Thyroidectomy is the most performed operation in endocrine surgery. It is widely utilized for the treatment of both benign and malignant thyroid diseases.
Being the thyroid gland a highly vascularized organ, achieving a meticulous hemostasis is essential to avoid serious complications. In this kind of surgery morbidity is mainly represented by lesions of the recurrent laryngeal nerves, hypoparathyroidism and postsurgical cervical hematoma (1-9). An exhaustive hemostasis allows to prevent bleeding in the operating field, allowing an adequate view of the anatomic structures, thus significantly reducing the occurrence of complications. Minimization of morbidity and improvement of surgical outcomes are important not only for the well-being of patients but also for cost-effectiveness.
Traditionally, clamp-and-tie technique, with or without monopolar or bipolar electrocautery, has been used for achieving hemostasis. Subsequently, for the realization of the same purpose, innovative energy-based devices, using different forms of energy, have been introduced. Currently, these instruments are widely used in this kind of surgery. In particular, the most used devices are Harmonic Focus (HF; Ethicon, Johnson and Johnson, Cincinnati, OH, USA), LigaSure Small Jaw (LSJ; Medtronic, Covidien Products, Minneapolis, MN, USA) and Thunderbeat Open Fine Jaw (TB; Olympus, Japan) (1).
HF, using ultrasonic energy, is able to coagulate and dissect tissues at the same time. Ultrasonic waves are generated by electromagnetic energy from a generator which undergoes piezoelectric transduction within the hand piece. The blade of this device vibrates at 55 kHz, producing mechanical energy that breaks hydrogen bonds. This instrument is hand-activated, with cutting and sealing of blood vessels obtained by placing the curved blade in contact with the tissue and applying pressure (1).
LSJ, using advanced bipolar energy, achieves hemostasis by melting elastin and collagen in the vessel wall, reforming them into a permanent plastic-like autologous seal. This device has an activation button with tactile feedback and a 16.5 mm long curved tip which can seal vessels up to 7 mm in diameter. It is capable of cutting with an integrated mechanism. This instrument is suitable both for blunt dissection and for grasping and dividing tissue (1).
TB integrates ultrasonic energy with advanced bipolar. It is composed of an upper bipolar jaw and a lower ultrasonic and bipolar probe which allow to obtain two functional modes: “seal and cut” for vessel sealing and coagulation with simultaneous cutting, “seal” for coagulation alone (1).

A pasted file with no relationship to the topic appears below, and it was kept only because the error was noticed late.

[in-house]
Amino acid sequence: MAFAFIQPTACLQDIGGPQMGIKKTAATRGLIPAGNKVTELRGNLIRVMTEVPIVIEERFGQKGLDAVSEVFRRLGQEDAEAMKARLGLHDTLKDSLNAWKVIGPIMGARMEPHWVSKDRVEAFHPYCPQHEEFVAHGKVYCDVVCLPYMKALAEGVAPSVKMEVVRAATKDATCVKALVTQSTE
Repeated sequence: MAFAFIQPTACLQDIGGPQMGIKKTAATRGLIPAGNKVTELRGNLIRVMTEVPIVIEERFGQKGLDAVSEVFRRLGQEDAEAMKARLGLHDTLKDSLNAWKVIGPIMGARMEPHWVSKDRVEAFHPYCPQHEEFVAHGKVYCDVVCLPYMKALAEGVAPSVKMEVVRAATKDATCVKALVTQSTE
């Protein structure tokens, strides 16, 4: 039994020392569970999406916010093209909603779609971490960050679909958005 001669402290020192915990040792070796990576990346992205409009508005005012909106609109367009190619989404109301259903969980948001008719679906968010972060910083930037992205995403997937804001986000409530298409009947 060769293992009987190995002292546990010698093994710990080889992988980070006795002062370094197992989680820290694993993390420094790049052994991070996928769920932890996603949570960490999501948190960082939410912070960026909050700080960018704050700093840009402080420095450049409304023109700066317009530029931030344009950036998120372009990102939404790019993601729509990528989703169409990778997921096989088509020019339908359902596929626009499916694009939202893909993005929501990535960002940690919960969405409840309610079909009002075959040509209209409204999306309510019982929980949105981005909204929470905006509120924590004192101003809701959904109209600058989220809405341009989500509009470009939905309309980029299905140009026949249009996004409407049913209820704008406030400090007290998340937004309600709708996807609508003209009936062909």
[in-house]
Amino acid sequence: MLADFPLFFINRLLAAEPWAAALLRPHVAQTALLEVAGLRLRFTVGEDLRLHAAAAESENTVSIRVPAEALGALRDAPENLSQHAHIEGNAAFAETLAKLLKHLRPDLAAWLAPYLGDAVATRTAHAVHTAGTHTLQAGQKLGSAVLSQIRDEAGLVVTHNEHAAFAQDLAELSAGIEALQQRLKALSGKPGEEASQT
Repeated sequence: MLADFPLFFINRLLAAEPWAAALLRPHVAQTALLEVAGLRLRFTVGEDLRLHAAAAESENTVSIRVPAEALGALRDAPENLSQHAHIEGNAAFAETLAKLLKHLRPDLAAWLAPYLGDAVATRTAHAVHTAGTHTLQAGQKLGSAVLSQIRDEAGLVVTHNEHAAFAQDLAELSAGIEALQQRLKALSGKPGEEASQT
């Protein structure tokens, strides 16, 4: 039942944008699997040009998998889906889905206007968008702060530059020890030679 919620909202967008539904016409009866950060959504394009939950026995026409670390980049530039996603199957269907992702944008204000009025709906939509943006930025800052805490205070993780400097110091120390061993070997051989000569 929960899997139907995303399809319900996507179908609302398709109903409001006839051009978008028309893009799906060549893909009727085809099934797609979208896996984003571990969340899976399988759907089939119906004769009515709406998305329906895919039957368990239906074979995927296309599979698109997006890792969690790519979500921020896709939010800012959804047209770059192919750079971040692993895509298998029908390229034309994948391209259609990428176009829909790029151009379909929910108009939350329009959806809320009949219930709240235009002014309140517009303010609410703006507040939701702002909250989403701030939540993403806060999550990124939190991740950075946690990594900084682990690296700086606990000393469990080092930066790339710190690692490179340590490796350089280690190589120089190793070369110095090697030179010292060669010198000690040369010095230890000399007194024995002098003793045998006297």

The aim of the present study was to compare HF, LSJ and TB in terms of surgical outcomes and complications.
This is a retrospective study on patients who underwent thyroidectomy in our Unit of General and Endocrine Surgery (University of Cagliari) between January 2012 and June 2018.
Patients were identified from a prospectively maintained institutional database; those with incomplete data were excluded from the study.
Only conventional open total thyroidectomies performed with HF, LSJ and TB by the two most skilled endocrine surgeons of our Unit were considered. Patients simultaneously submitted to lateral and/or central neck dissection, parathyroidectomy or parathyroid autotransplantation were excluded from this study.
Patients were divided into three groups according to the type of energy-device used: those undergoing thyroidectomy with HF were included in Group A, those with LSJ in Group B and those with TB in Group C.
Demographic data (sex, age), histopathological findings, surgical outcomes (operative time, postoperative stay) and complications (recurrent laryngeal nerve injury, hypoparathyroidism, postsurgical cervical hematoma, wound infection) were recorded.
All operations were performed under general anesthesia. Recurrent laryngeal nerves and parathyroid glands were systematically searched and identified. Intraoperative nerve monitoring (IONM) was routinely used in order to facilitate nerve identification and to confirm its functional integrity. One or two closed suction drains were placed below the strap muscles. The cervical linea alba and platysma were sutured with absorbable sutures and skin was closed by a continuous intradermal suture. The duration of the surgical procedure was estimated in minutes from skin incision to skin closure.